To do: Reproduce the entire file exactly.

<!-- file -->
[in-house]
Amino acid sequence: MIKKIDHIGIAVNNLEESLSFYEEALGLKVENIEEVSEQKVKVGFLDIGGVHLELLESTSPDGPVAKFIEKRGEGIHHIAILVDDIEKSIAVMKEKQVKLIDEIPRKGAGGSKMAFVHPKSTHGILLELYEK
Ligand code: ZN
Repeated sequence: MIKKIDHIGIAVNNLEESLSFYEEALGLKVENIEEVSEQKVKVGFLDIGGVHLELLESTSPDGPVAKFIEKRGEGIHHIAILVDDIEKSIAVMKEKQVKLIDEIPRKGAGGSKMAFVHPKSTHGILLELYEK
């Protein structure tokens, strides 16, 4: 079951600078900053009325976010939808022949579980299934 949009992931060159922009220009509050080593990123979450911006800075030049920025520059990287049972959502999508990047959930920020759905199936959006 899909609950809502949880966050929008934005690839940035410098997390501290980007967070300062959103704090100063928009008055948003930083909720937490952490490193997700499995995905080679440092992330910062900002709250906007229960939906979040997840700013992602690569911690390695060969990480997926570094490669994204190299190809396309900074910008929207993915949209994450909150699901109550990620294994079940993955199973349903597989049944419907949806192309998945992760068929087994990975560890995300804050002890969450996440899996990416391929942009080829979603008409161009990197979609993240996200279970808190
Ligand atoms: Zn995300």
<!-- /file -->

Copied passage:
[in-house]
Amino acid sequence: MIKKIDHIGIAVNNLEESLSFYEEALGLKVENIEEVSEQKVKVGFLDIGGVHLELLESTSPDGPVAKFIEKRGEGIHHIAILVDDIEKSIAVMKEKQVKLIDEIPRKGAGGSKMAFVHPKSTHGILLELYEK
Ligand code: ZN
Repeated sequence: MIKKIDHIGIAVNNLEESLSFYEEALGLKVENIEEVSEQKVKVGFLDIGGVHLELLESTSPDGPVAKFIEKRGEGIHHIAILVDDIEKSIAVMKEKQVKLIDEIPRKGAGGSKMAFVHPKSTHGILLELYEK
């Protein structure tokens, strides 16, 4: 079951600078900053009325976010939808022949579980299934 949009992931060159922009220009509050080593990123979450911006800075030049920025520059990287049972959502999508990047959930920020759905199936959006 899909609950809502949880966050929008934005690839940035410098997390501290980007967070300062959103704090100063928009008055948003930083909720937490952490490193997700499995995905080679440092992330910062900002709250906007229960939906979040997840700013992602690569911690390695060969990480997926570094490669994204190299190809396309900074910008929207993915949209994450909150699901109550990620294994079940993955199973349903597989049944419907949806192309998945992760068929087994990975560890995300804050002890969450996440899996990416391929942009080829979603008409161009990197979609993240996200279970808190
Ligand atoms: Zn995300």